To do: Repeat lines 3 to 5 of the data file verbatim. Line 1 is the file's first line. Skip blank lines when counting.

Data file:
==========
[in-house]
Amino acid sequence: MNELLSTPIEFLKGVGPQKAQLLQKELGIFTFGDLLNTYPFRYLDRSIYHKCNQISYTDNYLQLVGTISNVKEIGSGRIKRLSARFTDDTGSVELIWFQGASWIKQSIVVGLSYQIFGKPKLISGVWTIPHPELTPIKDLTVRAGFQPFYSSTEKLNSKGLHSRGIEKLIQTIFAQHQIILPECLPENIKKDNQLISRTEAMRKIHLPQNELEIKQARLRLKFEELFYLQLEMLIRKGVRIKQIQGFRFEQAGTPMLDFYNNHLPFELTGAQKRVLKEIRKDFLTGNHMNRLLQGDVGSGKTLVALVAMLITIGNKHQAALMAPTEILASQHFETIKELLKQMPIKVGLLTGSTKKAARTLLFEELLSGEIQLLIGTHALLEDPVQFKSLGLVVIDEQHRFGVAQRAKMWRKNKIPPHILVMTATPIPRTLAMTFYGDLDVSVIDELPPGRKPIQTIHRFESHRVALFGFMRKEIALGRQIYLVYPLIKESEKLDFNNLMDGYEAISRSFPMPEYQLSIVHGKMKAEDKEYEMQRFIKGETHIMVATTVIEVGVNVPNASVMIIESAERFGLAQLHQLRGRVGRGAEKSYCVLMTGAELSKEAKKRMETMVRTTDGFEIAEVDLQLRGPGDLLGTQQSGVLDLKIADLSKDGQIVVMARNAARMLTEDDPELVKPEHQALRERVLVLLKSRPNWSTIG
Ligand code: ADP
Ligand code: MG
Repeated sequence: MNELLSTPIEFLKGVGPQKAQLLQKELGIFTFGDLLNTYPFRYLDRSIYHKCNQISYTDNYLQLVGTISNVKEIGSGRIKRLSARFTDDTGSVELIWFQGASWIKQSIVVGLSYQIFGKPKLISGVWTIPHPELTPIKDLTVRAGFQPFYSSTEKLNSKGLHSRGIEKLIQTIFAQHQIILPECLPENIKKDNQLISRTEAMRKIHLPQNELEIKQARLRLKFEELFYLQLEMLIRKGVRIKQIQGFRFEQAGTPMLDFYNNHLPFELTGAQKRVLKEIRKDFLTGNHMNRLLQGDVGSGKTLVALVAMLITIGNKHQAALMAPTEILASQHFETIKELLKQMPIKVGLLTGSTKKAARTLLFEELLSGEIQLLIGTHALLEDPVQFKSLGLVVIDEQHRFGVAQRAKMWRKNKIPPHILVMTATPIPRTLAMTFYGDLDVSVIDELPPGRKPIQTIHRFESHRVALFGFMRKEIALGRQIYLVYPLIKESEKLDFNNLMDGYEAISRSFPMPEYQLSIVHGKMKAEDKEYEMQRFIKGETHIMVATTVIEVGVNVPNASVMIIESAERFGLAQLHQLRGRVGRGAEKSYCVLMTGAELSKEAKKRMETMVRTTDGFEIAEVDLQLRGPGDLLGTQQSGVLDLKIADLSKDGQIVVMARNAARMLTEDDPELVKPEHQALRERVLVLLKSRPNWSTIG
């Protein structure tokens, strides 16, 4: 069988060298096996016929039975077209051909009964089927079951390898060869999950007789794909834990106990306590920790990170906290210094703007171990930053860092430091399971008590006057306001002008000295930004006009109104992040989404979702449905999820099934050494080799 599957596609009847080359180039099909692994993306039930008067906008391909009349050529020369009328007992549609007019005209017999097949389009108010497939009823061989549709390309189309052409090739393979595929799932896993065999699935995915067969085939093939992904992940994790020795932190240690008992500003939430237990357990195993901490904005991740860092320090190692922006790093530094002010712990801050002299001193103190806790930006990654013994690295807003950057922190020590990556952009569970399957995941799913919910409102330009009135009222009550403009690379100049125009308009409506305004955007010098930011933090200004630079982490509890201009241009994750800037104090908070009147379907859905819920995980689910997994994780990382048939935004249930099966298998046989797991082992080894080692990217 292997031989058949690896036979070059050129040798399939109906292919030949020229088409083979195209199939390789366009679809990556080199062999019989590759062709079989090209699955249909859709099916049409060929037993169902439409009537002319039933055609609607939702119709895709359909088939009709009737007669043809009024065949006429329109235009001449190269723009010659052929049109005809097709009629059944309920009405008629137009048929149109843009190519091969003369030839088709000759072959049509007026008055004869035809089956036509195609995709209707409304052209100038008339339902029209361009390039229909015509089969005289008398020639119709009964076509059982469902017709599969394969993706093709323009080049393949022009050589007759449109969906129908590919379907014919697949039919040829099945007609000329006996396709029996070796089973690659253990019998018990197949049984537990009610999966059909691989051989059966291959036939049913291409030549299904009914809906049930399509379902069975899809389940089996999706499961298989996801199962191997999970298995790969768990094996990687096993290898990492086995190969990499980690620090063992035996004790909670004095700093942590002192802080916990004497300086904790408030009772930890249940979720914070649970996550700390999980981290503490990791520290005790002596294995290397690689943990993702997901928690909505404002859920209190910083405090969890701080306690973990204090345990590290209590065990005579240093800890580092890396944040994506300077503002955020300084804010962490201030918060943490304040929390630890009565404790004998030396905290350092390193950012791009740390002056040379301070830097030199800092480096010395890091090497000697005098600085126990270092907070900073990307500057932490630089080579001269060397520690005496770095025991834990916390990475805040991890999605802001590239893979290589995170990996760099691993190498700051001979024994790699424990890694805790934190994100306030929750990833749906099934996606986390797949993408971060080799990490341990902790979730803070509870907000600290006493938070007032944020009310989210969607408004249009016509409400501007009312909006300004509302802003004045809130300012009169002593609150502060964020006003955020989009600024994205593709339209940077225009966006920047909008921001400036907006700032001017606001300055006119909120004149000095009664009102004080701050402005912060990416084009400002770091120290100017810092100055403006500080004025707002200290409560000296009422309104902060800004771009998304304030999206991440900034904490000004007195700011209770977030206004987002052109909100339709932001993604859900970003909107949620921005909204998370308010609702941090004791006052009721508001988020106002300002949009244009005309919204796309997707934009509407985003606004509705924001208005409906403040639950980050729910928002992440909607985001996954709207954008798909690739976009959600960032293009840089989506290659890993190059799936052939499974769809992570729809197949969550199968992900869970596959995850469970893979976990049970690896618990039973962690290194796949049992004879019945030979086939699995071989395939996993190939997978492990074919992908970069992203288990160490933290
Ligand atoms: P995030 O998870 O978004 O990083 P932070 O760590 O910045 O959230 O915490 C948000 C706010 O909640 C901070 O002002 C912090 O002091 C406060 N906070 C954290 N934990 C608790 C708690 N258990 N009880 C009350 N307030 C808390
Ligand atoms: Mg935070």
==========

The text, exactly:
Ligand code: ADP
Ligand code: MG
Repeated sequence: MNELLSTPIEFLKGVGPQKAQLLQKELGIFTFGDLLNTYPFRYLDRSIYHKCNQISYTDNYLQLVGTISNVKEIGSGRIKRLSARFTDDTGSVELIWFQGASWIKQSIVVGLSYQIFGKPKLISGVWTIPHPELTPIKDLTVRAGFQPFYSSTEKLNSKGLHSRGIEKLIQTIFAQHQIILPECLPENIKKDNQLISRTEAMRKIHLPQNELEIKQARLRLKFEELFYLQLEMLIRKGVRIKQIQGFRFEQAGTPMLDFYNNHLPFELTGAQKRVLKEIRKDFLTGNHMNRLLQGDVGSGKTLVALVAMLITIGNKHQAALMAPTEILASQHFETIKELLKQMPIKVGLLTGSTKKAARTLLFEELLSGEIQLLIGTHALLEDPVQFKSLGLVVIDEQHRFGVAQRAKMWRKNKIPPHILVMTATPIPRTLAMTFYGDLDVSVIDELPPGRKPIQTIHRFESHRVALFGFMRKEIALGRQIYLVYPLIKESEKLDFNNLMDGYEAISRSFPMPEYQLSIVHGKMKAEDKEYEMQRFIKGETHIMVATTVIEVGVNVPNASVMIIESAERFGLAQLHQLRGRVGRGAEKSYCVLMTGAELSKEAKKRMETMVRTTDGFEIAEVDLQLRGPGDLLGTQQSGVLDLKIADLSKDGQIVVMARNAARMLTEDDPELVKPEHQALRERVLVLLKSRPNWSTIG